After waging 233 amateur and professional fights and trying and discarding at least a dozen managers and trainers, Percy Harris, 27, finally has his boxing future in focus.
The Baltimore middleweight (11-2), who meets Edwin Newby (5-5) of Atlantic City, N.J., in the main event at LaFontaine Bleu in Glen Burnie tonight, says he has found a perfect boxing match in Joe Costello, who handles a small stable of fighters in Texas.
Harris made a recent business trip to Costello's deluxe training camp in Tyler, Texas, and left with a three-year contract in his pocket that will, at least, guarantee him a wage between fights.
"I've learned that the most important thing in boxing is having someone who can move you as a fighter, and Costello has a good track record," said Harris (seven knockouts).
"He maneuvered Manning Galloway into a title fight, and now Galloway is the WBO [World Boxing Organization] welterweight champion. With three or four more wins, I figure Costello can also get me a title shot. There's no doubt in my mind that I'll be a champion by 1993."
It has been a lifelong pursuit for Harris, who began fighting as a 9-year-old 90-pound novice in Mack Lewis' Broadway gym. He won a number of area titles before capturing the national AAU middleweight crown in 1985, but delayed his pro debut for three years after a motorcycle accident.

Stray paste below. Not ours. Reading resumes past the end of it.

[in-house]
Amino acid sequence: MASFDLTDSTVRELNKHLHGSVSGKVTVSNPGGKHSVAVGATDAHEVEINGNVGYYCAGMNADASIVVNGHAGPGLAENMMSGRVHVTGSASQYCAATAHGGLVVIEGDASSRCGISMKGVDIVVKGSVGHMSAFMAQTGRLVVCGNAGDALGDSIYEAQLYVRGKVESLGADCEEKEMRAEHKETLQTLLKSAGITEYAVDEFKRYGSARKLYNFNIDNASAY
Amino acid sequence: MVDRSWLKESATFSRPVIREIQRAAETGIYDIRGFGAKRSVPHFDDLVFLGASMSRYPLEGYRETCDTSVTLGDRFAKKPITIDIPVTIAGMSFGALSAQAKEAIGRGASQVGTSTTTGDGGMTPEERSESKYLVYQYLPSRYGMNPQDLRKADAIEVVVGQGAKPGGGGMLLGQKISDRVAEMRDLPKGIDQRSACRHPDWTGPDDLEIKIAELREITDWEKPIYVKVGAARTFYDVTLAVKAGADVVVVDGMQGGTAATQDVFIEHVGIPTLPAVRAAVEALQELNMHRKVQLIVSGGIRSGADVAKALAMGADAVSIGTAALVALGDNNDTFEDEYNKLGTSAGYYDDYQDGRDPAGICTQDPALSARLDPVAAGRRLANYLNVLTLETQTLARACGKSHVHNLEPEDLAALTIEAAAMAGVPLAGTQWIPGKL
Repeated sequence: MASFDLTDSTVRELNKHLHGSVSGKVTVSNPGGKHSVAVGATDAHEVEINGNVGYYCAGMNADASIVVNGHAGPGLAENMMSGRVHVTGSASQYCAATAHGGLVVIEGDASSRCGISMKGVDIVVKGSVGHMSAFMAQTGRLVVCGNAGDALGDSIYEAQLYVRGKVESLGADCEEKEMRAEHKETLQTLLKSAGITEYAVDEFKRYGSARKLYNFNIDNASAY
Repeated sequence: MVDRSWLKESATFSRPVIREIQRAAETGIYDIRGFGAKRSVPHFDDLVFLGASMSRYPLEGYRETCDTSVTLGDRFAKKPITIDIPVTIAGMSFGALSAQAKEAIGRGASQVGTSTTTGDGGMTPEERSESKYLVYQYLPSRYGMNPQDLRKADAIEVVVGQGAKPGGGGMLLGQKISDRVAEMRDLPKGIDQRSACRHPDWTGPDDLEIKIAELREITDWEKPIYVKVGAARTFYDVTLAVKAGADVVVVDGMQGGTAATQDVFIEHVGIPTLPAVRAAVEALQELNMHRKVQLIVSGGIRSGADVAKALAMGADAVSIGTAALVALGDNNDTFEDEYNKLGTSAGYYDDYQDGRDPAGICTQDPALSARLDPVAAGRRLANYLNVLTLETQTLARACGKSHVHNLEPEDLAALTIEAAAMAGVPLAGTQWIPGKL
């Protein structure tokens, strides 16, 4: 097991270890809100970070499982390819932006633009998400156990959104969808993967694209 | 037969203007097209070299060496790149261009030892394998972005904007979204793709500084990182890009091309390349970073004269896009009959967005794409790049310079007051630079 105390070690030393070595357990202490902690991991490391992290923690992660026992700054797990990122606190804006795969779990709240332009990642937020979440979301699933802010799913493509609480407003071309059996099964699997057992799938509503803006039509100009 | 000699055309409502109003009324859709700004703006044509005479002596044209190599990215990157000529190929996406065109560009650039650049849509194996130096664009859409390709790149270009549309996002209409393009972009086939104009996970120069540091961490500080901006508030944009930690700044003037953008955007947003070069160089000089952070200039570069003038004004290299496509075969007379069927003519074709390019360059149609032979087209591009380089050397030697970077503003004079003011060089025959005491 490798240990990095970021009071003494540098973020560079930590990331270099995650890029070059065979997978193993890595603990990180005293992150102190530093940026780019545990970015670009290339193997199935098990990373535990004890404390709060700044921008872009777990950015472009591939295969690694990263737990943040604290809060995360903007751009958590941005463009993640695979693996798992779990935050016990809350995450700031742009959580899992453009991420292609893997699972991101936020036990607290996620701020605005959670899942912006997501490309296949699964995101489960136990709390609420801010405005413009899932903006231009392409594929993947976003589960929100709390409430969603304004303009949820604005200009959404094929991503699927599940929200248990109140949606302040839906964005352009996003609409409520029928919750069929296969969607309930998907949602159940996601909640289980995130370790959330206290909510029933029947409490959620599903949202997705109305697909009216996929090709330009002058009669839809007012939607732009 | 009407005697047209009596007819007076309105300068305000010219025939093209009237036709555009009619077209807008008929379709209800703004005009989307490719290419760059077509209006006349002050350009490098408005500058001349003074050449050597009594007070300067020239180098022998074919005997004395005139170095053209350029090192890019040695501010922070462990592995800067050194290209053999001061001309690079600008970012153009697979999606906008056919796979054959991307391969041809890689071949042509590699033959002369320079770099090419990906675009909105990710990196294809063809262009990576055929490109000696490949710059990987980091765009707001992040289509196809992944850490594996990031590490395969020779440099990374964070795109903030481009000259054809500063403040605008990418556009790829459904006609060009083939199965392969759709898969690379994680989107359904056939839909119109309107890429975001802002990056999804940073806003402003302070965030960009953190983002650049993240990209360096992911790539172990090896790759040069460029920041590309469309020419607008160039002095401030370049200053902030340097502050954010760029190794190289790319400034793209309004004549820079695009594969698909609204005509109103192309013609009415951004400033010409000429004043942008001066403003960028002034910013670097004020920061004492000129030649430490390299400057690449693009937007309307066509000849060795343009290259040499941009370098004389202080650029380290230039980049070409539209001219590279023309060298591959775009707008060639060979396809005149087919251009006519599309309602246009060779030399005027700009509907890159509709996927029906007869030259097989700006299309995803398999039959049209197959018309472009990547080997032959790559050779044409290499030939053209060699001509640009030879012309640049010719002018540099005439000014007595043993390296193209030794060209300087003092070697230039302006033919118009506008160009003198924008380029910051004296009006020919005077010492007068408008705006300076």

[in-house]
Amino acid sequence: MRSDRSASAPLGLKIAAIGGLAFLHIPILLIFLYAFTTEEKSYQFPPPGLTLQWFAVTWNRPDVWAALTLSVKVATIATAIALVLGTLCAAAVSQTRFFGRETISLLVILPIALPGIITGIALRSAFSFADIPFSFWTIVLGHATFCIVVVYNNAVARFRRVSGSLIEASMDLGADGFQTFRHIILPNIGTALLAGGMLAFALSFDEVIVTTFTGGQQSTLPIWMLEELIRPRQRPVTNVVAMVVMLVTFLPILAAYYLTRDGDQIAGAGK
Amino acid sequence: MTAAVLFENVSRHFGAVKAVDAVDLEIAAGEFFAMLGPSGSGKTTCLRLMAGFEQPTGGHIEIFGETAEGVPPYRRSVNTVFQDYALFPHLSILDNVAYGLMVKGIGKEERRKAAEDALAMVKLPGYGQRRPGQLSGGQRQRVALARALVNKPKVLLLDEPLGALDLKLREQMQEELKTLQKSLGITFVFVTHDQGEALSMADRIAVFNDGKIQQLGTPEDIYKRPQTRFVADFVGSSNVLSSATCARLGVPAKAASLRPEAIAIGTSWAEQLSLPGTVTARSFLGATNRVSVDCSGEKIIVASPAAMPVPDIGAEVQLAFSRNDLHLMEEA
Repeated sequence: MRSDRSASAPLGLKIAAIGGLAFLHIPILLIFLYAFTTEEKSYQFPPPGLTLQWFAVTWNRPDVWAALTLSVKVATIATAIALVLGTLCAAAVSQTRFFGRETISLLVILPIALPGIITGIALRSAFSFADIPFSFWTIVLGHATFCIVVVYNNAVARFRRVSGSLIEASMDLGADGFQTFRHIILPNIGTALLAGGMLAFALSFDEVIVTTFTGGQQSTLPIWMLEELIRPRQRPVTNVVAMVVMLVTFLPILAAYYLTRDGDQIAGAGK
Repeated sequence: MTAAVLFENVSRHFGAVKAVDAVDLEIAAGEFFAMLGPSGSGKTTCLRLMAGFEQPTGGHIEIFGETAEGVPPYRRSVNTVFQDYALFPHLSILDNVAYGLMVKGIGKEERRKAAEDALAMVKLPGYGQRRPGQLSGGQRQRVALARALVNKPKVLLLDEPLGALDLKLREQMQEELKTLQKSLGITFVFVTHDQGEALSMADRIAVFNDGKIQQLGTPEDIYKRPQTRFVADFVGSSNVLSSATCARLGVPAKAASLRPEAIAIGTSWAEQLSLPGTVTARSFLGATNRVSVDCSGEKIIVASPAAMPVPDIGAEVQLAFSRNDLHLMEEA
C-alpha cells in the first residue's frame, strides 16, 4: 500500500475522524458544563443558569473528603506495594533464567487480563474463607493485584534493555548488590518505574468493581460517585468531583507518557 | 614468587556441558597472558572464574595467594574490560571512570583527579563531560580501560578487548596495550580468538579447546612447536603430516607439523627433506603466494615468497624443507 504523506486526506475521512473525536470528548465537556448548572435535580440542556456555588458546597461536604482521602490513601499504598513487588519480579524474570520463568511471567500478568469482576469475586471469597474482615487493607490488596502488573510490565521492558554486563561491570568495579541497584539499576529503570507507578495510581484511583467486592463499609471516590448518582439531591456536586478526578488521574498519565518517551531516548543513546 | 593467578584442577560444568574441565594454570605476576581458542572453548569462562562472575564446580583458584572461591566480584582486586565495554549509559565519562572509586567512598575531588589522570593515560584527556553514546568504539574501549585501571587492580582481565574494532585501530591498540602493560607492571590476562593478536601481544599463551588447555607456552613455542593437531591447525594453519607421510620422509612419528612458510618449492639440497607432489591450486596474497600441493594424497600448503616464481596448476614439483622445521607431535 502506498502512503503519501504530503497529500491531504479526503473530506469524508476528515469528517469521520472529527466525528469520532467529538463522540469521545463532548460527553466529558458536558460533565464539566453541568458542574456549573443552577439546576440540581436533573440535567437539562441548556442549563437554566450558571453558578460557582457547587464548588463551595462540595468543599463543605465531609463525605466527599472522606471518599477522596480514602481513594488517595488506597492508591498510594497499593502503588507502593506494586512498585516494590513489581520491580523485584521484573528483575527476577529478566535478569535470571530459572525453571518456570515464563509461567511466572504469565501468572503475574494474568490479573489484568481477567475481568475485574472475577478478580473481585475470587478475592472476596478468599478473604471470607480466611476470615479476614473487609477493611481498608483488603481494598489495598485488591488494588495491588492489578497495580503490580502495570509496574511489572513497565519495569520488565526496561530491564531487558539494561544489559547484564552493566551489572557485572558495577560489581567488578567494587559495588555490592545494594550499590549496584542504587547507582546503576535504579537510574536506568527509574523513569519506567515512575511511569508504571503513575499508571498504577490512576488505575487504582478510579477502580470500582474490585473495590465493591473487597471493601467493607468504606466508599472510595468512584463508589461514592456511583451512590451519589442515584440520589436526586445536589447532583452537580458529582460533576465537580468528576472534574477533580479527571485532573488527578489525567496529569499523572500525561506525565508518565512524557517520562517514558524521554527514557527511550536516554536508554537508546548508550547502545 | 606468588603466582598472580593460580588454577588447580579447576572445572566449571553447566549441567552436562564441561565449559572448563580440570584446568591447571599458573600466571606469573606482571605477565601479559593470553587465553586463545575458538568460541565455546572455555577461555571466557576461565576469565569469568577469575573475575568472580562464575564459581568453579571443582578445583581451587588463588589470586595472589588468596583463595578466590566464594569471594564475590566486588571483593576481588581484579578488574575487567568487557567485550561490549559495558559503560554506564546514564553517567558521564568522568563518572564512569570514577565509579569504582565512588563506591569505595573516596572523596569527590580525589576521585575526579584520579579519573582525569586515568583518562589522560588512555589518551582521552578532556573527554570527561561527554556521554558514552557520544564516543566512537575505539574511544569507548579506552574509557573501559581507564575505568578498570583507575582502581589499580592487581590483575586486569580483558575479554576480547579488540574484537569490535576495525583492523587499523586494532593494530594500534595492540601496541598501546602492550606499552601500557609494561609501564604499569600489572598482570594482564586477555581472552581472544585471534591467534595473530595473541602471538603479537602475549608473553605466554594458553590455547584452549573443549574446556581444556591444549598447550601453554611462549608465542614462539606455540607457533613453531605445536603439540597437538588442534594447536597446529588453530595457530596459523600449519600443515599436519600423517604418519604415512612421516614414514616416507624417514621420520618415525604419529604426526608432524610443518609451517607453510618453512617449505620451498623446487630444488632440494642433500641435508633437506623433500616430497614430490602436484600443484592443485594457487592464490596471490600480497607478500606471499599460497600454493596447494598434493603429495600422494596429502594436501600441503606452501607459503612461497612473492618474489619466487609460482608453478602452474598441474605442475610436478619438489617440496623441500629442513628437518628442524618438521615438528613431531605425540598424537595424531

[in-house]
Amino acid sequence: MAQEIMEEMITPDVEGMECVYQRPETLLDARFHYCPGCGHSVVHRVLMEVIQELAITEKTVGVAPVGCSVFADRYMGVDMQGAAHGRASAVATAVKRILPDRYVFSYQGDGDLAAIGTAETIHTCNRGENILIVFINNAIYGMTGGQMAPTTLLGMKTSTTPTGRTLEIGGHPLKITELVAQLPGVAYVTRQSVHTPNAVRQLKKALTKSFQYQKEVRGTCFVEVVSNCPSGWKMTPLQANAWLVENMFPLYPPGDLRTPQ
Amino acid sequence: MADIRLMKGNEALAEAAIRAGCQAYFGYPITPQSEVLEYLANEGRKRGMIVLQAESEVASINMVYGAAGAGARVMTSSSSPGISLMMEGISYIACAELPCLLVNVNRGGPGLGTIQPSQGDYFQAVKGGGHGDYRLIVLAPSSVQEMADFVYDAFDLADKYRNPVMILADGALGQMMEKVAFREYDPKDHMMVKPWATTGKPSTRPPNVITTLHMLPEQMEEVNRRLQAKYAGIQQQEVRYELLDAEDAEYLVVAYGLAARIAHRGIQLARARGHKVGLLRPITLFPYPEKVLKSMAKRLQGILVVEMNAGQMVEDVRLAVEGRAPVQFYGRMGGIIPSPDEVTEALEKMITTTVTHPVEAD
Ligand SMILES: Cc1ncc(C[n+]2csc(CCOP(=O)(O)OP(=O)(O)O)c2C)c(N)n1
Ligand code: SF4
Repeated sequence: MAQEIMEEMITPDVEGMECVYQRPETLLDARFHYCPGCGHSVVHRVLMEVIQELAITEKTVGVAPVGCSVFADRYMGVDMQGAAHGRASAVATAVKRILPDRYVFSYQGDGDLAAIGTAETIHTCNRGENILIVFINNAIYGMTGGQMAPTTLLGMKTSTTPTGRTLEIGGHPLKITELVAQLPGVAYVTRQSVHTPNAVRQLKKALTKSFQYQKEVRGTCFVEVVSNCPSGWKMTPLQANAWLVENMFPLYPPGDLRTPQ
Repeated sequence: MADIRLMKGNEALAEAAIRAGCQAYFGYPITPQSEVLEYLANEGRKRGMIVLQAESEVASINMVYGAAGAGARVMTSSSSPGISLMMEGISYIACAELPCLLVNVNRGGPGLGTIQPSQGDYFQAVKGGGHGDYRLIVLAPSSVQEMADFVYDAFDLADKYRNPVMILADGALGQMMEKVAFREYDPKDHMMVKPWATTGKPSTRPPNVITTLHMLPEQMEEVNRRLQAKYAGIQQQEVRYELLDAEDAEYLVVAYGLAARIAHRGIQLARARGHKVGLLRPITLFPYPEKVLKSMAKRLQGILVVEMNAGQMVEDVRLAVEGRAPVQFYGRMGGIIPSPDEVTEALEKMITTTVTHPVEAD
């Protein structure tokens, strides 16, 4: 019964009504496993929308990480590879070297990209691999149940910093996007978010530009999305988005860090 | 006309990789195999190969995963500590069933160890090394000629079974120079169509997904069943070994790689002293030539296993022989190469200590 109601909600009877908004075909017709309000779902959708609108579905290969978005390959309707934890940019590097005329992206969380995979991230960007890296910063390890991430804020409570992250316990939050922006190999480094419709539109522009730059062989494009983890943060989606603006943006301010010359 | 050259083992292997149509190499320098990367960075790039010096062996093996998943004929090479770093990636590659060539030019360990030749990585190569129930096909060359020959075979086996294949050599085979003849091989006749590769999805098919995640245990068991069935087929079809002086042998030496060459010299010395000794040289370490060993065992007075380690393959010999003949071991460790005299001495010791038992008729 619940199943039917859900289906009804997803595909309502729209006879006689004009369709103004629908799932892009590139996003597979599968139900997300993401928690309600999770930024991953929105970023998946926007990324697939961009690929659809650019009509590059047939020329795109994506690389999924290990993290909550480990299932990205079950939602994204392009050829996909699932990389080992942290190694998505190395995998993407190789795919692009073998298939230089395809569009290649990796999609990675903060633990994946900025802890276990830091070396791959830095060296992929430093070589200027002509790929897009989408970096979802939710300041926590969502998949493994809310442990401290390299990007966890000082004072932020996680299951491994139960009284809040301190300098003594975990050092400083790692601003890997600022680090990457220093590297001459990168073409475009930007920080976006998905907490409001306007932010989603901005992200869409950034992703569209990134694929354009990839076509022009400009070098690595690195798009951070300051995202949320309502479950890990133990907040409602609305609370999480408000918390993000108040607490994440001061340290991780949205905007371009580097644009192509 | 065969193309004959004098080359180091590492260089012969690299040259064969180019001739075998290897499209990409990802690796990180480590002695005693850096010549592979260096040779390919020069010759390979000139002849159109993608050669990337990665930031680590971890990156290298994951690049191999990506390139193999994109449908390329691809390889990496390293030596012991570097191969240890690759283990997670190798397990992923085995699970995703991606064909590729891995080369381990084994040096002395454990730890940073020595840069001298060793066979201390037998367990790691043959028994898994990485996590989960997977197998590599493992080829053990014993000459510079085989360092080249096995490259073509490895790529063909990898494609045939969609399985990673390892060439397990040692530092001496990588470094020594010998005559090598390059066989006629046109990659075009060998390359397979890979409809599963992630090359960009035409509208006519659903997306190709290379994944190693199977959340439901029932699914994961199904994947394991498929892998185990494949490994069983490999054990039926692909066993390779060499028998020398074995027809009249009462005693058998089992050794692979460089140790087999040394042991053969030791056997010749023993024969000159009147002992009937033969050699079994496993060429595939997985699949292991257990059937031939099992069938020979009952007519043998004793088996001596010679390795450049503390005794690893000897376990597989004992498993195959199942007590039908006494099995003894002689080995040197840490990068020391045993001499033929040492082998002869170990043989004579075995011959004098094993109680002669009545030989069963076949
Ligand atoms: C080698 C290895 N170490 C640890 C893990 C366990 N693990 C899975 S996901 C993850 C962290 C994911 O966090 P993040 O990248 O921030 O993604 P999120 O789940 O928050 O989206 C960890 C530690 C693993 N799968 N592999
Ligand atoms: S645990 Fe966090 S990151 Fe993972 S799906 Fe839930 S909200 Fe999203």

"Maybe it was just burnout after all those years in the gym," he said. "I just lost my commitment to training and fighting."
Harris, a boxer-puncher with a classic style, won 10 straight after turning pro two years ago. He has made frequent changes in his advisers, including a stretch when he managed himself. It proved unwise, with Harris losing two of his past three out-of-town fights. Last February, he was soundly beaten by Ray McElroy in Hollywood, Fla.
The Harris-Newby match tops a six-bout card arranged by promoter Josh Hall. Tickets for the dinner-boxing show are priced at $30 and can be reserved by calling 760-2699.